This is getting weird, now we’re on to tattoos! It’s like we’re one big, happy family who just want to chat! It’s great!! I wonder if we will up our chances of winning the more we blog back…., or is that what this is called?

  • Wendy

    Jeff, I appreciate your comments because I can now better understand your position. So you don’t believe in the resurrection of Jesus?

    So do you just pick and choose what feels right to you in the Bible to believe or follow? I ask that with respect for your opinion…not as a judgement.

    Because, this is something I am really struggling with personally. How we as a community that appears to believe in Jesus, follow Jesus, seem to create our own understanding of what it is we will do or not do based on what is written within the pages of the Bible.

    We make Jesus fit our lifestyle…justifying actions or belief with scripture that leave others scratching their heads…but it fascinates me how we are all so different yet passionate about our walk of following Jesus.

  • Jeff Roach

    Well, actually, yes I do, Wendy. Jesus teachings are one of many sources of spiritual wisdom that I enjoy and use to inform my spiritual path. But I believe the supernatural acounts in the Bible are mythology, not historical fact and they affect me as such.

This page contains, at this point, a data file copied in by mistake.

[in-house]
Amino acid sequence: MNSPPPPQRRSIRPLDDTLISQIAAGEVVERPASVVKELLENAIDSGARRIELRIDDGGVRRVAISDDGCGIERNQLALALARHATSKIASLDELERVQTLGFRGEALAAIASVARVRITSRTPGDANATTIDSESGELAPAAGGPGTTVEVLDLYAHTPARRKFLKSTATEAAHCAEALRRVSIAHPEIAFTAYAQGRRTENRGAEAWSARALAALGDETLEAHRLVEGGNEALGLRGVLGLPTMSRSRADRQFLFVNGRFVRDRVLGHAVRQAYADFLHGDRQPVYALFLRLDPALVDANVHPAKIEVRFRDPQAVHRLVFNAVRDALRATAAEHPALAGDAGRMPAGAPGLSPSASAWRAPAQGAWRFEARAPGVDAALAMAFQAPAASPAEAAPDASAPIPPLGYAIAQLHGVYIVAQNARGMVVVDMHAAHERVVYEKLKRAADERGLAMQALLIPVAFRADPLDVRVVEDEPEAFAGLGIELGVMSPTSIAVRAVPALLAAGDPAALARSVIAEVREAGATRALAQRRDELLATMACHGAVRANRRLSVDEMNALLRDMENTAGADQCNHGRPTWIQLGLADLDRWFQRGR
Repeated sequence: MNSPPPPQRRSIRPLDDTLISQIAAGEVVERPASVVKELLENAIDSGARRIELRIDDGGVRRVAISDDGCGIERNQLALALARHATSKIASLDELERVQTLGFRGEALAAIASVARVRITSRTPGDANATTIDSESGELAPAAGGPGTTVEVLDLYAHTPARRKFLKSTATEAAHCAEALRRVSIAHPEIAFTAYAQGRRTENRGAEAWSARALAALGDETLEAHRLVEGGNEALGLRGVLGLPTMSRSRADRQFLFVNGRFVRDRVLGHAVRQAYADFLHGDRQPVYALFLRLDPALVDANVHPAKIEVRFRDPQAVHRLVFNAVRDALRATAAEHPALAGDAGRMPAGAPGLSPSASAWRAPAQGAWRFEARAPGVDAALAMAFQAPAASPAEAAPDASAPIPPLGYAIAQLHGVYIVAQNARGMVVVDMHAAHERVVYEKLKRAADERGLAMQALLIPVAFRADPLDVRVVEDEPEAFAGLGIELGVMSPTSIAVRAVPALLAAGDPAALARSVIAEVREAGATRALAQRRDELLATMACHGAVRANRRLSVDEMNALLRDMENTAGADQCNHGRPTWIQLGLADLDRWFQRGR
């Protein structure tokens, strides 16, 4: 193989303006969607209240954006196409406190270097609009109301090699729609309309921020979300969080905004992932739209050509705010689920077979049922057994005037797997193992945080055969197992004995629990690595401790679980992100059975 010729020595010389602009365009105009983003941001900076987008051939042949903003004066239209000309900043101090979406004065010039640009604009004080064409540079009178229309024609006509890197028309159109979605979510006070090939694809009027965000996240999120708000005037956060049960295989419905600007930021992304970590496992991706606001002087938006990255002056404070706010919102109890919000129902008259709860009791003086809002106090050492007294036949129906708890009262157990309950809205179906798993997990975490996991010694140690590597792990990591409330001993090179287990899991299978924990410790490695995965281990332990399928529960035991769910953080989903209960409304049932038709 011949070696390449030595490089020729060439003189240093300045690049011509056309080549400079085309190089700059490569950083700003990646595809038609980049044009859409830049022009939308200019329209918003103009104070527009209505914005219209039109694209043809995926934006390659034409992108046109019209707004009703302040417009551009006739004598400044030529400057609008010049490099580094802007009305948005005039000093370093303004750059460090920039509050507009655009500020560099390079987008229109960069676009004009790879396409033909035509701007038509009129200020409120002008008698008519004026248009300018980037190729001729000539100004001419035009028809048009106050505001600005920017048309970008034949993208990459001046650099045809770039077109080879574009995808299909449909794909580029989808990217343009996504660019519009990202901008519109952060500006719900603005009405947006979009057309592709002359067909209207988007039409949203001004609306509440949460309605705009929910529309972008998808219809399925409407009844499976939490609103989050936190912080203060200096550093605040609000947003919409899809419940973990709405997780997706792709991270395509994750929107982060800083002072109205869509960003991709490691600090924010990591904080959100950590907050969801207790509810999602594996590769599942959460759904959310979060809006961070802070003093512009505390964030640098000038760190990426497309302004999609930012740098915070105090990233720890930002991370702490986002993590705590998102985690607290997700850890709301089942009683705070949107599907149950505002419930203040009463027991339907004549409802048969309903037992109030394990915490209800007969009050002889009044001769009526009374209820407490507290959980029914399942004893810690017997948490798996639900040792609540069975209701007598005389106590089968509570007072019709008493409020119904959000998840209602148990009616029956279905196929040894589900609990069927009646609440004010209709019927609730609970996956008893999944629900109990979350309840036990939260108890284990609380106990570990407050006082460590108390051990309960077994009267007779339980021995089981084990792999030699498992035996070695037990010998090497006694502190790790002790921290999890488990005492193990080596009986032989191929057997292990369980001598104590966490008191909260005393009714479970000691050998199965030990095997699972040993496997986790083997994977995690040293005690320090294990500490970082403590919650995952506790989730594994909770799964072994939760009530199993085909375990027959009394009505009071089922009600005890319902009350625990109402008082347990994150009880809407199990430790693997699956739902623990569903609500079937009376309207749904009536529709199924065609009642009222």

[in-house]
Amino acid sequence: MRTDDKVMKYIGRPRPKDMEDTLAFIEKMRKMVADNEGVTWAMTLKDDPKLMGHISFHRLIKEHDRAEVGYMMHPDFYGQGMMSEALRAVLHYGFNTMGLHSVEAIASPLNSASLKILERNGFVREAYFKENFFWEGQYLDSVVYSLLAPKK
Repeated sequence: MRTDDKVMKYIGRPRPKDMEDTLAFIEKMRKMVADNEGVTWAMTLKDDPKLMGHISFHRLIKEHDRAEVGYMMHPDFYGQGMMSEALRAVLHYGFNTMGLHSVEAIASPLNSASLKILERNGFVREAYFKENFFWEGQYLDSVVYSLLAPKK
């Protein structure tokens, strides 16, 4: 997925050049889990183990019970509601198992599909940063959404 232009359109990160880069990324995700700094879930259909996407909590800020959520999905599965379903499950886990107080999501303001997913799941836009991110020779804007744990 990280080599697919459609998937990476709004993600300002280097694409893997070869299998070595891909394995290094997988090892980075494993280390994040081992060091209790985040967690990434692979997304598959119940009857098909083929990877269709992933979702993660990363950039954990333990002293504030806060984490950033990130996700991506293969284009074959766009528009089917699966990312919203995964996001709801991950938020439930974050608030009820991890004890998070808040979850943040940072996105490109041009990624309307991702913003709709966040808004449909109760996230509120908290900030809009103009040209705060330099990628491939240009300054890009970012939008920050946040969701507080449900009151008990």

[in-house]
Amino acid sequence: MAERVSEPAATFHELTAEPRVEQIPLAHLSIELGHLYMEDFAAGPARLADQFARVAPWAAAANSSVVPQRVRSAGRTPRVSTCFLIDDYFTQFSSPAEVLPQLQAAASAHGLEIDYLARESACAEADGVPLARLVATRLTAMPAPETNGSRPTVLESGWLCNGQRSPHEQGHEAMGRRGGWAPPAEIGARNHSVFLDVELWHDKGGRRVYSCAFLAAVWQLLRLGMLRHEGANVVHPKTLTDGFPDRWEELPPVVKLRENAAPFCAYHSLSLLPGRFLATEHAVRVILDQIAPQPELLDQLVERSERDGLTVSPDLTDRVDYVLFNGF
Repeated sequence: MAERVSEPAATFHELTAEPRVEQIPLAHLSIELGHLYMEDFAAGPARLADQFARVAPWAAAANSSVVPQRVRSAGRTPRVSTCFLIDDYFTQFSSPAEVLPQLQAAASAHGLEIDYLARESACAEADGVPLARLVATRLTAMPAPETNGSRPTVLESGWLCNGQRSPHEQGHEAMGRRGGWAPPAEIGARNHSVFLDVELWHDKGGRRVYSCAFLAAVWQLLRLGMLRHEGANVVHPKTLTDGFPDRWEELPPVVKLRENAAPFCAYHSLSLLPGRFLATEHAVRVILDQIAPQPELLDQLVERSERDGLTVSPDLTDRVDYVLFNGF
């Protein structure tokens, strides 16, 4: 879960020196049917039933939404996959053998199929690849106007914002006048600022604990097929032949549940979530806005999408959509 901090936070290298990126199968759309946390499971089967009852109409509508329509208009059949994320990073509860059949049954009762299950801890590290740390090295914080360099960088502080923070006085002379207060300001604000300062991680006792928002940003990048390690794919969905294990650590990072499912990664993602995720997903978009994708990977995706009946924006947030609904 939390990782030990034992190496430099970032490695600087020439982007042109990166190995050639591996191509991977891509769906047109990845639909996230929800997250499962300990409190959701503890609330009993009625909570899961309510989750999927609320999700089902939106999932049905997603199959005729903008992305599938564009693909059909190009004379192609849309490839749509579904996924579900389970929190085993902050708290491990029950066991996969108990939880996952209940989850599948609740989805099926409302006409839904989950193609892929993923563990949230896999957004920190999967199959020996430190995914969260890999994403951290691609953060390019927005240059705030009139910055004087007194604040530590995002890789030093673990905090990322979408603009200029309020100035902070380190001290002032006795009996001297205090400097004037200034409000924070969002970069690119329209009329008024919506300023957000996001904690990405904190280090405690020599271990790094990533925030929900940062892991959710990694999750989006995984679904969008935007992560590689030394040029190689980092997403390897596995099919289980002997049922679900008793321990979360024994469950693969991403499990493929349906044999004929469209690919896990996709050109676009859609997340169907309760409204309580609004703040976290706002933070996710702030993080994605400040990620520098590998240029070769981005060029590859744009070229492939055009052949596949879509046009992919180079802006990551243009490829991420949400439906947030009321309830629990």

I don’t use mythology to mean “fairy tale” as some will take it. Mythology has been a good thing throughout history that has helped humans understand spritual matters and has brought communities together. For example, the Roman empire was held together by its mythology but I suspect many if not most undestood that their belief in their gods were largely symbolic and not “true”. But their mytholoy sustained their empire, their society, and likely informed the spiritual understanding of the world for many people.

  • John

    This “fear” issue being attached to the “organized” church – the ones who are “afraid to ask questions – are an easy target to cover a fear that may reside within the accusor.

    Maybe – just maybe – the “open, religious free” ones who go deeper in their search are “afraid” of settling with a uncompromising truth.